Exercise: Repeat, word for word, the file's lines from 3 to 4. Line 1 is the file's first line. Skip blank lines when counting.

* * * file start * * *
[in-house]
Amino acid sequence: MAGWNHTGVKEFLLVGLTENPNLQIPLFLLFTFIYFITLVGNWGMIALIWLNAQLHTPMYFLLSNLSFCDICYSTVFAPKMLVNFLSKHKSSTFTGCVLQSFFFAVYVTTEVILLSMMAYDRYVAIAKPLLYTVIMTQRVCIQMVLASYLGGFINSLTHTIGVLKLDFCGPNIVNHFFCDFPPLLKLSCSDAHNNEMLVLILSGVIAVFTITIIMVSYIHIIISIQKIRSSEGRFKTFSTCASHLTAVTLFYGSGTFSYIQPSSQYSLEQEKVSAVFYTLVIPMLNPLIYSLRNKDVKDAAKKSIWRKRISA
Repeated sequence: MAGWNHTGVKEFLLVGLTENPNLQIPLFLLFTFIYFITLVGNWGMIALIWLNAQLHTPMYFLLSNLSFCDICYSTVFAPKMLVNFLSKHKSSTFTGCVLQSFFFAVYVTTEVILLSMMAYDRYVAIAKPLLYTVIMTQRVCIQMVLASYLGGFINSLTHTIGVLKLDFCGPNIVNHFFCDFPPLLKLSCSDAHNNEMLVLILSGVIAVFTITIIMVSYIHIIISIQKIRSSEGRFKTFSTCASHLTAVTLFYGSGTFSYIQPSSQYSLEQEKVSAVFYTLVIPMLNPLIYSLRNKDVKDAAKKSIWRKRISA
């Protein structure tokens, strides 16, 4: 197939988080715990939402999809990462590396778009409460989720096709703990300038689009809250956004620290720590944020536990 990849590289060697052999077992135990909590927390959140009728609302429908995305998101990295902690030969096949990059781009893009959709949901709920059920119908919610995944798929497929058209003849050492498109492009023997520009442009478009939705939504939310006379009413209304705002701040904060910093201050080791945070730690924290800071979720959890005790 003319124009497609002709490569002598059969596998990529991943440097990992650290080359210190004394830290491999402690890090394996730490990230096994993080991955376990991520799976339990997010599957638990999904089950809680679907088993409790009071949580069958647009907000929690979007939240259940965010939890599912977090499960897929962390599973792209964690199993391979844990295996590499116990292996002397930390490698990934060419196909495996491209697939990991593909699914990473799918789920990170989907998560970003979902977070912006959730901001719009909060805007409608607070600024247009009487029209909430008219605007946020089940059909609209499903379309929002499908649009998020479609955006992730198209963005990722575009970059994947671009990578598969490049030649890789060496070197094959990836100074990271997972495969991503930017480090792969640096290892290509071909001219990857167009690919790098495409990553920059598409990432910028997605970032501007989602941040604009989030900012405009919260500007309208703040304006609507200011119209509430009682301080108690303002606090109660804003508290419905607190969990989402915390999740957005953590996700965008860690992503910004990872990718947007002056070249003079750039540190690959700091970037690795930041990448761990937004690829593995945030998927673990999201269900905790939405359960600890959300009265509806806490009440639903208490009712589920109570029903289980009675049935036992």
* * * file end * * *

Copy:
Repeated sequence: MAGWNHTGVKEFLLVGLTENPNLQIPLFLLFTFIYFITLVGNWGMIALIWLNAQLHTPMYFLLSNLSFCDICYSTVFAPKMLVNFLSKHKSSTFTGCVLQSFFFAVYVTTEVILLSMMAYDRYVAIAKPLLYTVIMTQRVCIQMVLASYLGGFINSLTHTIGVLKLDFCGPNIVNHFFCDFPPLLKLSCSDAHNNEMLVLILSGVIAVFTITIIMVSYIHIIISIQKIRSSEGRFKTFSTCASHLTAVTLFYGSGTFSYIQPSSQYSLEQEKVSAVFYTLVIPMLNPLIYSLRNKDVKDAAKKSIWRKRISA
């Protein structure tokens, strides 16, 4: 197939988080715990939402999809990462590396778009409460989720096709703990300038689009809250956004620290720590944020536990 990849590289060697052999077992135990909590927390959140009728609302429908995305998101990295902690030969096949990059781009893009959709949901709920059920119908919610995944798929497929058209003849050492498109492009023997520009442009478009939705939504939310006379009413209304705002701040904060910093201050080791945070730690924290800071979720959890005790 003319124009497609002709490569002598059969596998990529991943440097990992650290080359210190004394830290491999402690890090394996730490990230096994993080991955376990991520799976339990997010599957638990999904089950809680679907088993409790009071949580069958647009907000929690979007939240259940965010939890599912977090499960897929962390599973792209964690199993391979844990295996590499116990292996002397930390490698990934060419196909495996491209697939990991593909699914990473799918789920990170989907998560970003979902977070912006959730901001719009909060805007409608607070600024247009009487029209909430008219605007946020089940059909609209499903379309929002499908649009998020479609955006992730198209963005990722575009970059994947671009990578598969490049030649890789060496070197094959990836100074990271997972495969991503930017480090792969640096290892290509071909001219990857167009690919790098495409990553920059598409990432910028997605970032501007989602941040604009989030900012405009919260500007309208703040304006609507200011119209509430009682301080108690303002606090109660804003508290419905607190969990989402915390999740957005953590996700965008860690992503910004990872990718947007002056070249003079750039540190690959700091970037690795930041990448761990937004690829593995945030998927673990999201269900905790939405359960600890959300009265509806806490009440639903208490009712589920109570029903289980009675049935036992």